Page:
Subtlety

Subtlety

[suht-l-tee]
A subtlety (also sotelty or soteltie) was an elaborate form of dish common during the late Middle Ages in Europe, particularly in England and France.Its function was to demarcate main courses from one another while also entertaining diners. A subtlety could be anything from a pie with exotic spices to an elaborate model of a castle made of pastry. Subtlety dishes were reserved for the upper classes who could afford the huge costs of exclusive ingredients, talented chefs and huge staffs to create lavish meals. Subtleties were often used during fast days or Lent to alleviate the restrictions in diet imposed by Catholic fasting laws.

Elaborate illusions

Among the popular ingredients for subtleties were various kinds of fowl, especially peafowl and swans. These birds would often be plucked and skinned and their meat seasoned, and then baked, grilled, or boiled; stuffed with fillings of all kinds; and finally redressed with their own skins. Supported by concealed wooden struts and decorated with their original plumage, the birds would be served in lifelike poses.

Culinary renditions of popular fables and religious allegories were common. 14th century cookbooks describe how to prepare a cockatrice, a fantasy animal, by roasting a suckling pig and some form of fowl separately, then sewing their skins together so that the final creation would look like the fabled creature. Tableaux depicting various human activities familiar to the medieval dinner guests were popular, such as "pilgrims" made from grilled or fried capons, pikes decorated to look like pilgrims holding roast lampreys as staffs, miniature knights made from grilled, stuffed fowl riding roast piglets, or hunting scenes.

Allegorical scenes with titles like "Castle of Love" and mythical and religious scenes and figures like "Lady of the Unicorn," "Knight of the Swan," and even "Lamb of God" (Agnus Dei) were also mentioned. Other popular arrangements were models of castles made from sugar, pastry or marzipan, a specialty of English chefs during the late Middle Ages. Over time, subtleties became ever more decorative and less suitable for eating, and eventually evolved into pure decorations produced by painters, carpenters, and metalsmiths rather than by chefs.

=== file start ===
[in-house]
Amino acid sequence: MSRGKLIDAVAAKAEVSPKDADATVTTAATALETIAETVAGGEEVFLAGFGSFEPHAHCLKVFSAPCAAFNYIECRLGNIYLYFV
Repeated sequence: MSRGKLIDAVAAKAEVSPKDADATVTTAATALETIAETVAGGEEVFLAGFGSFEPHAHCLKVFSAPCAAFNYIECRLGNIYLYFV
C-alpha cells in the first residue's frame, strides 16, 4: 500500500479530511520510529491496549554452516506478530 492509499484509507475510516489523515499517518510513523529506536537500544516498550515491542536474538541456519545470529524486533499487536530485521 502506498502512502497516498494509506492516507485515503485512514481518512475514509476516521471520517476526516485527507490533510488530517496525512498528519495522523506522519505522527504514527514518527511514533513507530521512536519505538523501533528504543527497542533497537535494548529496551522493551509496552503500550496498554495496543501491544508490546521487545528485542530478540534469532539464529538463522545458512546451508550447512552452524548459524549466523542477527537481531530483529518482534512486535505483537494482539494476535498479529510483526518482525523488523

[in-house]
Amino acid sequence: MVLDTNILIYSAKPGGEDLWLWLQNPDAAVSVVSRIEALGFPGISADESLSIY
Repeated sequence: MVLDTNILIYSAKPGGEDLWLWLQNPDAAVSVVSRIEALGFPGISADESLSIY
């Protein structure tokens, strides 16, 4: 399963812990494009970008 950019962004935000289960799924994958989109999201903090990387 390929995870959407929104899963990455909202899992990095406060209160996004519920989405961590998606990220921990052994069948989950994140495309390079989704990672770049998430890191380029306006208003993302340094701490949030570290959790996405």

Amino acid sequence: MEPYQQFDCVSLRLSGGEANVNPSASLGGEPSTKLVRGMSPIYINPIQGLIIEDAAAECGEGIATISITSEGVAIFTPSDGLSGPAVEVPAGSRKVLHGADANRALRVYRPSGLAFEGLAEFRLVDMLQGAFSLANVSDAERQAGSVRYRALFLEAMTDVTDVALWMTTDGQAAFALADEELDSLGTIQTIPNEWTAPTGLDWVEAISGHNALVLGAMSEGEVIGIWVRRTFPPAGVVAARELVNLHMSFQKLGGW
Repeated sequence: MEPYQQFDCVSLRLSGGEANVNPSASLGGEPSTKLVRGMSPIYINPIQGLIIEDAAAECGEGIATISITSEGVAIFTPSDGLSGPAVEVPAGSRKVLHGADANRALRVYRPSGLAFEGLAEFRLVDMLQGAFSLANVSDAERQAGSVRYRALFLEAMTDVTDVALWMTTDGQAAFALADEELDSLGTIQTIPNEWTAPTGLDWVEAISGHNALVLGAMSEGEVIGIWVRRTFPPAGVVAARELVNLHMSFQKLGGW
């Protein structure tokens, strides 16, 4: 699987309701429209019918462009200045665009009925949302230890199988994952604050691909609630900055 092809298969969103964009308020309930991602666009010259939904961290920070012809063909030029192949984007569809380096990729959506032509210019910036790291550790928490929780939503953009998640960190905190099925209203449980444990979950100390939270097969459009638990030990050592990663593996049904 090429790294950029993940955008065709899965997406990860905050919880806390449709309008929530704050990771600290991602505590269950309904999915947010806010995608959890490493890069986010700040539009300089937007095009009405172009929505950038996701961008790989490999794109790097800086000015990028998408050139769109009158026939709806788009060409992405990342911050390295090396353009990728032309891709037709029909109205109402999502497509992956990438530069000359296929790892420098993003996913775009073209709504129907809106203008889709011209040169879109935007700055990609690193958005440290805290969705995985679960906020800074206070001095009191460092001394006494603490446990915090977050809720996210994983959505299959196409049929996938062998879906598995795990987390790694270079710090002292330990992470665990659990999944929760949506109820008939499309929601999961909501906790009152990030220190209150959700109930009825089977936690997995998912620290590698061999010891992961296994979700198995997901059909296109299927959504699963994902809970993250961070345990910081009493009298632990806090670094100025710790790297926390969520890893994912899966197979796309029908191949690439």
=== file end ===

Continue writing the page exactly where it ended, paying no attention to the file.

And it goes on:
Examples of subtleties

Though not enjoying international prestige and fame for culinary sophistication today, English cuisine during at least the High and Late Middle Ages was considerably more refined by continental standards. A specialty of English cooks was to disguise meatballs as oranges.

See also

Notes

References

  • Adamson, Melitta Weiss (2004) Food in Medieval Times ISBN 0-313-32147-7
  • Dawson, Thomas. Good Huswife's Jewell, 1596, (Falconwood Press, edition 1988).
  • Form of Cury, 1780 edition as printed in A Collection of Medieval and Renaissance Cookbooks, compiled by Duke Sir Cariodoc of the Bow and Duchessa Diana Alena, Fourth Edition, Volume I, 1987
  • Henisch, Bridget Ann. Fast and Feast: Food in Medieval Society, (Philadelphia: Pennsylvania State University Press, 1976). ISBN 0-271-01230-7
  • Petits Propos Culinaires, Issues 17, 20 (Prospect Books Ltd., London)
  • Scully, Terence (1995) The Art of Cookery in the Middle Ages ISBN 0-85115-611-8
  • The Viandier of Taillevent, ed. Terence Scully,(University of Ottawa Press, 1988).
  • Wheaton, Barbara Ketcham. Savoring the Past, (Philadelphia: University of Pennsylvania Press, 1983).
  • Wilson, C. Anne. Banquetting Stuffe, (Edinburgh: Edinburgh University Press, 1991).

External links

  • How to Cook Medieval - A modern guide on how to make Western European medieval cuisine and subtleties
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